Pruning Miniature Roses
Always remove spent blossoms to encourage more growth of the plant. I tend to dead head the flowers throughout the year and do some minor pruning to keep the plant looking well. However, it is during the winter dormancy that you will need to do the most significant pruning.
While it may seem like you’re harming your plant by doing this, it will direct the nourishment and water to the other areas of the plant. Plants that are properly pruned will be stronger and produce more flowers during the next growth phase.
All you will need to prune your miniature rose is a pair of sharp pruning shears, and ideally, some gardening gloves to protect your hands from the thorns. I would also recommend using some rubbing alcohol to sterilize the blades of your shears.
Start by removing any dead or dying growth on the miniature rose plant.
Prune back any stems which cross each other, particularly those in the center of the plant. Crossed stems can damage each other and removing these will increase light penetration into the center of your plant.
Next prune the other healthy stems back. These should be pruned back to just above a five leaflet leaf set. This is a good idea as it will provide a good platform for new healthy growth. Don’t be afraid to prune more than a third to a half of the plant growth back. Miniature roses are normally hardy and don’t mind a good trim.
Try to maintain the symmetry of your miniature rose as you prune it as this will lead to a more attractive plant when new growth starts.
Check out this useful video on pruning miniature roses. It covers the basics really well.
Planting And Re-Potting Indoor Miniature Roses
You may want to consider re-potting miniature roses that you’ve purchased from a store. You don’t know what the plants were exposed to at the store so you want to give them the best possible start in your home. Choose a high quality potting soil mix and add in some perlite and compost.
Select a planter that is wider than it is deep. Make sure that the new planter has plenty of drainage holes. If it doesn’t, add some in. Layer some rocks or pebbles on the bottom of your planter to ensure proper drainage. Brush off as much of the dirt from the previous pot as possible. You may wish to use a clean and dry paintbrush to do this so that you can remove as much of the old soil.
There are many factors to successful propagation. It will depend on the particular growing medium, type of miniature rose, and the temperature. This is a “trial and error” type of thing. Not all miniature roses lend themselves well to propagation.
To attempt propagation, wait until the rose has bloomed and the flower is spent. There should be at least three or four healthy leaves on the stem. You need to use your sterilized pruning shears or a sharp pair of sterilized scissors and remove the spent bloom from the top of the stem.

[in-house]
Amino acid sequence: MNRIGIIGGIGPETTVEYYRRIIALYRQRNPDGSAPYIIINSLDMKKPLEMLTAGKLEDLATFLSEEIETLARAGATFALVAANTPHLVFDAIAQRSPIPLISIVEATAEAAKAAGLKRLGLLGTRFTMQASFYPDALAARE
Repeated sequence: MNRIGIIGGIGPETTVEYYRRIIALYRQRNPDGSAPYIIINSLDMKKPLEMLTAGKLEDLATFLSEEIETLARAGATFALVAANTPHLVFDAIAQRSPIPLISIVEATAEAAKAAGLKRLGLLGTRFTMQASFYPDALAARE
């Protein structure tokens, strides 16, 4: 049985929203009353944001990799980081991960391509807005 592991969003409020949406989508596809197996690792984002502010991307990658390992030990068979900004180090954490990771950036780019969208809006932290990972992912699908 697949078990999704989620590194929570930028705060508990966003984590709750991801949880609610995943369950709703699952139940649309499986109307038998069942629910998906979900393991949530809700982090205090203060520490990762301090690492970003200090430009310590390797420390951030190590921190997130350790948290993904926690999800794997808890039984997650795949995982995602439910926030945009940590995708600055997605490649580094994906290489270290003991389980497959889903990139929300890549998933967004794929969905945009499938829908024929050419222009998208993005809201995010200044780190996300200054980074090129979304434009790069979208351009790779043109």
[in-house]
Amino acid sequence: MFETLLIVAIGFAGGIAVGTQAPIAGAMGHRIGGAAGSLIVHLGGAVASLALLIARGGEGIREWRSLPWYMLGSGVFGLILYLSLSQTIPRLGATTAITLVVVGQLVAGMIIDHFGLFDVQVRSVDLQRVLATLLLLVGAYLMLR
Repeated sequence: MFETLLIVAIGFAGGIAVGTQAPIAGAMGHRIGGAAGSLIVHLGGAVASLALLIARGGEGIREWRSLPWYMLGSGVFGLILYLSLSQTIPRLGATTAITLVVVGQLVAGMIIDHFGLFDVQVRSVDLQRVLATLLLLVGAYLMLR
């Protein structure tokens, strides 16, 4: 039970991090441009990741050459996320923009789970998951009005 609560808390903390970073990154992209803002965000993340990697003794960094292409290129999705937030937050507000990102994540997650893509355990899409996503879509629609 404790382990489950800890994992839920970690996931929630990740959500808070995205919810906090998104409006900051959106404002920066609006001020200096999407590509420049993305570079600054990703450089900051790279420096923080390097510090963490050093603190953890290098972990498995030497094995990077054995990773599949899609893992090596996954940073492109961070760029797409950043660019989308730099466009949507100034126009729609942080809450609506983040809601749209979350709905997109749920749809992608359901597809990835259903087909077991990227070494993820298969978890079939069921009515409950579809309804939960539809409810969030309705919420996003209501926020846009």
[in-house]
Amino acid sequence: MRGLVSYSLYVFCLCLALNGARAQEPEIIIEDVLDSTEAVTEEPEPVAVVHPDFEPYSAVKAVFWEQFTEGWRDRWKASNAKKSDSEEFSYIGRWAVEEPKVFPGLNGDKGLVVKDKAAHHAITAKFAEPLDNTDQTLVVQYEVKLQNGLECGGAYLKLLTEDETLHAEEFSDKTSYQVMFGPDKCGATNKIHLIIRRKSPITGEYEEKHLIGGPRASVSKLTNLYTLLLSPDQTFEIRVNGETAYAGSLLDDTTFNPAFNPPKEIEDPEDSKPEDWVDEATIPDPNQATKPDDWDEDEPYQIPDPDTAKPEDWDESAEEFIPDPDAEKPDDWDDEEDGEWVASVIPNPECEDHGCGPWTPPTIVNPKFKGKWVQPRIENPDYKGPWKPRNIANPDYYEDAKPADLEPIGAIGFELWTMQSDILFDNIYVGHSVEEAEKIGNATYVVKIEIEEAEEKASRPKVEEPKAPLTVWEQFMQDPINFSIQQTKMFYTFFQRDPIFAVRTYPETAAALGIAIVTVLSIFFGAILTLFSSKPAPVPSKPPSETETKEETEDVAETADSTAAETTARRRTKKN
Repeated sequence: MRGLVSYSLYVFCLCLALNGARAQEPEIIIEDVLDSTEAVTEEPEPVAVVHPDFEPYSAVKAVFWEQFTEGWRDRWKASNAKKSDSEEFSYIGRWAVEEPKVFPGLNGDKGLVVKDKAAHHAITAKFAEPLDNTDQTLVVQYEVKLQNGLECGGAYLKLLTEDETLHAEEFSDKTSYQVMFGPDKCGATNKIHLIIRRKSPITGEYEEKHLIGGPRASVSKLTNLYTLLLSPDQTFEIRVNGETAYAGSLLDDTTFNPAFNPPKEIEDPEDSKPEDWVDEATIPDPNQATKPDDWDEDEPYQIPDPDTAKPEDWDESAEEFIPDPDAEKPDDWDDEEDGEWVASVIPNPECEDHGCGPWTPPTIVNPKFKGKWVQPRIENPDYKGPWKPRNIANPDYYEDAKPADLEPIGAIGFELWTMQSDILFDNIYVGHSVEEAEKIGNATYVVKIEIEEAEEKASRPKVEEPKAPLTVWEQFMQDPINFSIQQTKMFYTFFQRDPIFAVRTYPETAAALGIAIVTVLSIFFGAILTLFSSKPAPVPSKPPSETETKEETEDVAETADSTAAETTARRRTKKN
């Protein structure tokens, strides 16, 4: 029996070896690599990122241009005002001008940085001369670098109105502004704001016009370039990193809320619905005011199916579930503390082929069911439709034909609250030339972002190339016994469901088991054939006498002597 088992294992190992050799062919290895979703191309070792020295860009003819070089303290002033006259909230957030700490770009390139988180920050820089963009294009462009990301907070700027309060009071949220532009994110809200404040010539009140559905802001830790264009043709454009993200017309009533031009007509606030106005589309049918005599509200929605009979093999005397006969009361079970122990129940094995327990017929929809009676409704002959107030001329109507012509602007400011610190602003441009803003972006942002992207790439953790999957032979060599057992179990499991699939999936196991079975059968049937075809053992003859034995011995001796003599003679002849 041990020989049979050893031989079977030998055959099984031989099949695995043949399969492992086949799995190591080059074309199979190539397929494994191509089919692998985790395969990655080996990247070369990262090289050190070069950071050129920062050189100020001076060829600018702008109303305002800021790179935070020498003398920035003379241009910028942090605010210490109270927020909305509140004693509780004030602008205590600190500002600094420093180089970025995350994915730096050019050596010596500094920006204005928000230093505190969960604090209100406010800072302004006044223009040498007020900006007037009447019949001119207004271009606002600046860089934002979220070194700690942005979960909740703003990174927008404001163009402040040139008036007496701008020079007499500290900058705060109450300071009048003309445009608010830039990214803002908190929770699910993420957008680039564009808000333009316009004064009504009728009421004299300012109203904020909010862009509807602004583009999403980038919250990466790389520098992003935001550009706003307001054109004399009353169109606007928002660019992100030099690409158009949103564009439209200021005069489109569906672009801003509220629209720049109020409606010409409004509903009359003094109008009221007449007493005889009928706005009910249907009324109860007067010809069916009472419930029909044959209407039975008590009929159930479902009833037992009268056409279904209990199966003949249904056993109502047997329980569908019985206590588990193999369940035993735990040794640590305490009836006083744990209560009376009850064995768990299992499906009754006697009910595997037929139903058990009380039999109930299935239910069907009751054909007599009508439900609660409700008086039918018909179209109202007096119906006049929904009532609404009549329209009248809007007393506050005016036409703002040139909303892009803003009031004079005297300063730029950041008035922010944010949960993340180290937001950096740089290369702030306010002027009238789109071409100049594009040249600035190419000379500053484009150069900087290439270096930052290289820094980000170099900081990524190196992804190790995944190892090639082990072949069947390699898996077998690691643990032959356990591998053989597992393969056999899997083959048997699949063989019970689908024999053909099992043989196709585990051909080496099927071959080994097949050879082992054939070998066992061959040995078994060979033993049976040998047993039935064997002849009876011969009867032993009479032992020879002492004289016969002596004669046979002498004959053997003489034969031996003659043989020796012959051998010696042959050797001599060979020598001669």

Go down approximately four to six inches on the stem and make a sharp cut at an angle. Dip the raw end into some organic local honey. The honey protects the raw end from dying, root rot, and molding. Now place your cutting into a growing medium.
Within four to six weeks you should see your new start begin to grow. If it doesn’t work the first try, take heart, even the most famous horticulturists have struggled with this. Simply try again with another stem from another spent bloom and keep trying. Eventually you’ll get the hang of it and be able to propagate a new plant.
Common Miniature Rose Diseases And Pests
These are some of the most common problems when growing miniature roses indoors:
Spider Mites: Indoor miniature roses are especially prone to spider mites. Carefully look your plant over each week and inspect it for these tiny pests. If you see any, spray the plant with an insecticide or remove the spider mites with a paper towel that is dipped in some mild soapy water. Be sure to inspect both the tops of leaves and the bottoms.
Aphids: Just as the spider mites, these little critters can also wreck havoc on your indoor plants. Inspect your plants for these at least weekly. Again, you can remove them with insecticide, mild soap and water and a dampened paper towel, or you can bring in some lady bugs who will enjoy dining on the critters (or if the weather is warmer set the plant outdoors and go find some lady bugs to dine on the aphids.
Fungi: Leaf conditions such as black spot, powdery mildew and rust are all forms of fungus. Make sure to space plants at least a foot from other plants to help reduce the risk of fungi. Always water the plant from the soil level and avoid getting the foliage wet as this can cause molds and mildews to form. Remove and get rid of any of the foliage that displays any form of such conditions. Another cause of fungi is non-sterile equipment such as scissors or pruning shears. Always take the time to sterilize your pruning shears or scissors prior to doing any pruning to ensure no exposure to fungi.
Miniature roses are not typically toxic to cats, dogs, or humans. However, care should be taken to avoid injuring oneself on the thorns and for some more sensitive individuals or pets ingesting the foliage or flowers may cause mild intestinal distress.
How large will my miniature rose get?
Indoor miniature roses come in a wide array of shapes and sizes. They may only get as big as six inches, or they may grow as large as two feet. The average size of a miniature rose plant is 12-18 inches in height.
How frequently should I water my miniature rose?
Water your miniature rose at least weekly and more often in warmer weather. Avoid watering until the soil is dry when you press your finger into the soil. Due to their shallow root systems they will require more water than many other houseplants. If the leaves are turning yellow or look to be wilting, you probably need to water them more frequently.
Since Miniature roses require high humidity should I mist my plant?
No, never mist or spray water on your plant directly, this can cause leaf rot, molds and mildews. To increase the humidity, use a humidifier in the room, or place your planter on a tray filled with pebbles and water. The plant will then absorb the moisture up into the plant and humidify itself that way.